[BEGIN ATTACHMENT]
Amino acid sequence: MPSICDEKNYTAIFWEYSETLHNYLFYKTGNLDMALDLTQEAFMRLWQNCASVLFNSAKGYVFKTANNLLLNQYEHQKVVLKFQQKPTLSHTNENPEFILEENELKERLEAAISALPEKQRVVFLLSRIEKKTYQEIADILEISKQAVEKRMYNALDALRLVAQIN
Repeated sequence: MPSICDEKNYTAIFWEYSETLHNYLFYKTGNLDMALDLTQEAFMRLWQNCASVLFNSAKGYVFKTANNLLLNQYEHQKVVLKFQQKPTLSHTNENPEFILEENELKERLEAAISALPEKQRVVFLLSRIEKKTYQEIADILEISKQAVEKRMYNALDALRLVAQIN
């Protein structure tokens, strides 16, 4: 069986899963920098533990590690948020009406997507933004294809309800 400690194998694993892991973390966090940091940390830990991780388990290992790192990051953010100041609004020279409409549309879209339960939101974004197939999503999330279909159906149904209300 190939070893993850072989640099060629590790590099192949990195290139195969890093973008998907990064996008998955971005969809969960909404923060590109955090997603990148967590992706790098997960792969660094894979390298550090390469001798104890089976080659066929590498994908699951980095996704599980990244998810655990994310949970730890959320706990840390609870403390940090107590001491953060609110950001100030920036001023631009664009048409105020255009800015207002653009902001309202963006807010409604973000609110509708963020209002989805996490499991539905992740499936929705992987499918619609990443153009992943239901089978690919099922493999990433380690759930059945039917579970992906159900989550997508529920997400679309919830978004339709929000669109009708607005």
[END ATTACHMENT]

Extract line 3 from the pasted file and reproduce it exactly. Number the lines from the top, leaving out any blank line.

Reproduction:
């Protein structure tokens, strides 16, 4: 069986899963920098533990590690948020009406997507933004294809309800 400690194998694993892991973390966090940091940390830990991780388990290992790192990051953010100041609004020279409409549309879209339960939101974004197939999503999330279909159906149904209300 190939070893993850072989640099060629590790590099192949990195290139195969890093973008998907990064996008998955971005969809969960909404923060590109955090997603990148967590992706790098997960792969660094894979390298550090390469001798104890089976080659066929590498994908699951980095996704599980990244998810655990994310949970730890959320706990840390609870403390940090107590001491953060609110950001100030920036001023631009664009048409105020255009800015207002653009902001309202963006807010409604973000609110509708963020209002989805996490499991539905992740499936929705992987499918619609990443153009992943239901089978690919099922493999990433380690759930059945039917579970992906159900989550997508529920997400679309919830978004339709929000669109009708607005």